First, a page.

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Insights

12 January 2017

Mental Health in the Workplace – Theresa May’s “shared society”

This week, Theresa May, the Prime Minister, set out her plan for a “shared society”.   As part of those plans she announced a range of measures to transform mental health support in schools, workplaces and communities.

She made these announcements during the course of a lecture to the Charity Commission.  The Prime Minister stated parity for mental and physical health could only be achieved if every institution recognised the vital role it can play in delivering the objective. 

The objective set resonates with the outcomes of our survey we conducted with Maudsley Learning at Work last year, the results of which were reported at the workshop session held at our offices on 28 September 2016. The survey confirmed there was wide spread recognition that businesses needed to take active steps to address the challenges that arose due to mental health issues in the workplace. 

As the Prime Minister highlighted, 1 in 4 people has a common mental disorder at any one time, with the annual economic and social cost of mental illness estimated at £105 billion.  In 2014 mental health conditions affected almost 1 in 5 of all working age people and around 1 in 7 of people in full time employment.  In the work place 18 million days were lost to sickness absence caused by mental health conditions in 2015, at a cost of around £9billion to employers.

The Prime Minister announced there would be a new partnership to improve mental health in the workplace.  Lord Dennis Stevenson, who has suffered from clinical depression and is a long time campaigner for greater understanding and treatment of mental illness, has agreed, together with Paul Farmer CBE, CEO of Mind and Chair of the NHS Mental Health Taskforce, to find ways in which both business and the public sector can support mental health in the workplace.

The experts will lead a review on how best to ensure employees with mental health problems are able to thrive in the workplace and to perform at their best. This will involve practical help including promoting best practice, and learning from trail blazing employers, as well as offering tools to organisations whatever size they are, to assist with employee wellbeing and mental health.

In particular it will collect evidence and review current discrimination protections for workers in the workplace on the grounds of mental health.

Whilst poor mental health can be a disability giving the worker legal protection, this is not always the case.  Employers struggle to apply the law in a fair manner and often find it difficult to recognise whether a workplace problem under review is, or is not, connected to an employee’s disability. For example, in the recent decision of City of York Council v Grosset, the employee was found to have suffered discrimination arising from his disability when he was dismissed for misconduct in circumstances where, despite knowing that the employee had a disability, the employer had reasonably concluded that the reason for the dismissal was unrelated to the employee’s disability.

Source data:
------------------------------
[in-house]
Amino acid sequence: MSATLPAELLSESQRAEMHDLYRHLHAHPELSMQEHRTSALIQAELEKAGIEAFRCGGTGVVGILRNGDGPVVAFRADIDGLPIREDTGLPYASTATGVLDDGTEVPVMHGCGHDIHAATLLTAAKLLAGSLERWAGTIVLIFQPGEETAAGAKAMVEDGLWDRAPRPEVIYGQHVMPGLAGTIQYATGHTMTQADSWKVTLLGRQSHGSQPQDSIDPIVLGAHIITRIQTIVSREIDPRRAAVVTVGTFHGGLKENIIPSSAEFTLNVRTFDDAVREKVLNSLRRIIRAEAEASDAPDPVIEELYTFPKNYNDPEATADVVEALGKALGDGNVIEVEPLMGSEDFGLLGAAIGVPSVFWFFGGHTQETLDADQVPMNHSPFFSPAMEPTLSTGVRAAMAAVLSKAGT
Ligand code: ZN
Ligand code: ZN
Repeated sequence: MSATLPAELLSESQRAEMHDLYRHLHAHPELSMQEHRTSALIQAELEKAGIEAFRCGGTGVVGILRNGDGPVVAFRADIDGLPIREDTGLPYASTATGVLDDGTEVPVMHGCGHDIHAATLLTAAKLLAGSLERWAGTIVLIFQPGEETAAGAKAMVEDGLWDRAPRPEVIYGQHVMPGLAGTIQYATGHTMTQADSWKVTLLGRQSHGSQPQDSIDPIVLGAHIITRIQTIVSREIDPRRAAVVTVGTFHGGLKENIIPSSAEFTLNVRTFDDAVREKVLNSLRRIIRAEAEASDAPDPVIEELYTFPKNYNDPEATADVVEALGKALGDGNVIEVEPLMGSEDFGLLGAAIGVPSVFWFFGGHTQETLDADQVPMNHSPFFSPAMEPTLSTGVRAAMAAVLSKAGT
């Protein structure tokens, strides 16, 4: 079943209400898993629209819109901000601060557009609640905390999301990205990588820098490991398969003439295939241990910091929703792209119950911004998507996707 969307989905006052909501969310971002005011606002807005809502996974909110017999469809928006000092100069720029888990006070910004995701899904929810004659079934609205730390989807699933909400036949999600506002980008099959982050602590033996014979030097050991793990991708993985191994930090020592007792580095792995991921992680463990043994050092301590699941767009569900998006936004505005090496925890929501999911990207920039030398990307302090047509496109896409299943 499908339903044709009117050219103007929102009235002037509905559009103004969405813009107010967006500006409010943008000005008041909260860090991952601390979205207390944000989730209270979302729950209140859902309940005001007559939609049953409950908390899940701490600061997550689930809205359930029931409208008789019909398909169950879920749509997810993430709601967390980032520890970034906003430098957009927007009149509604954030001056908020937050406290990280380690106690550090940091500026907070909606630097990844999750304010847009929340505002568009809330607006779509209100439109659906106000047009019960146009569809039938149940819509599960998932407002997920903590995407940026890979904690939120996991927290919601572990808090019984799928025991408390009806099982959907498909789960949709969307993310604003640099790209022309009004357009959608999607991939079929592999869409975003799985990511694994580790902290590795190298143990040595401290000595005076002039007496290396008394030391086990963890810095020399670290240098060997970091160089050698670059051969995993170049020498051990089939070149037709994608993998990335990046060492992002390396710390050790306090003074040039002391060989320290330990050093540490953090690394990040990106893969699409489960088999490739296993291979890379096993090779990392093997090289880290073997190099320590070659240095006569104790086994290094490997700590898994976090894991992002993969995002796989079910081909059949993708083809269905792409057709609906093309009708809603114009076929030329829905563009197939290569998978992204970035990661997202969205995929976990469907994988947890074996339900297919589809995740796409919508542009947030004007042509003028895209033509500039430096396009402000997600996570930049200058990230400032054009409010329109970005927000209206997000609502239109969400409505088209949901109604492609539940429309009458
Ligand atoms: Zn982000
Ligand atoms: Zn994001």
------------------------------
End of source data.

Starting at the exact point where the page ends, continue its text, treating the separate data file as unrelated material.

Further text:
Further as Maudsely Learning explained “work related stress,” “depression” etc are terms often given by GP’s to explain the reasons for an employee’s absence from work but the actual condition may not amount to a disability. Whether the reason given for the absence is a disability will depend on the extent to which the employee’s impairment has a long term impact on their ability to carry out their day to day activities, with the onus being on the employee to prove that this is the case.

In Henry v Dudley Metropolitan Council the employee was diagnosed by his doctor as suffering from stress and anxiety, but he failed to provide evidence to support his assertion that this amounted to a disability. The tribunal said that his stress was largely a result of his unhappiness about what he perceived to be the unfair treatment of him and to that extent a reaction to life events.  The decision also led to a significant costs order being made against him.

These cases highlight the difficult issues both employers and employees face in resolving difficult health issues. In recognition of this, we hosted a seminar with Maudsley Learning at Work in September, provided practical guidance to help employers address this, supported by insights we gleaned from a survey we ran in June 2016. The summary of the event and report can be found on our website here. During the course of 2017 we plan to run further workshops to consider these issues to assist employers to understand mental health and to assist businesses to promote good mental health through learning and discussion to supplement policies and procedures.  Ensuring awareness of legal obligations and putting in place policies and procedures will help businesses prevent and defend any claims as well as comply with their legal obligations.

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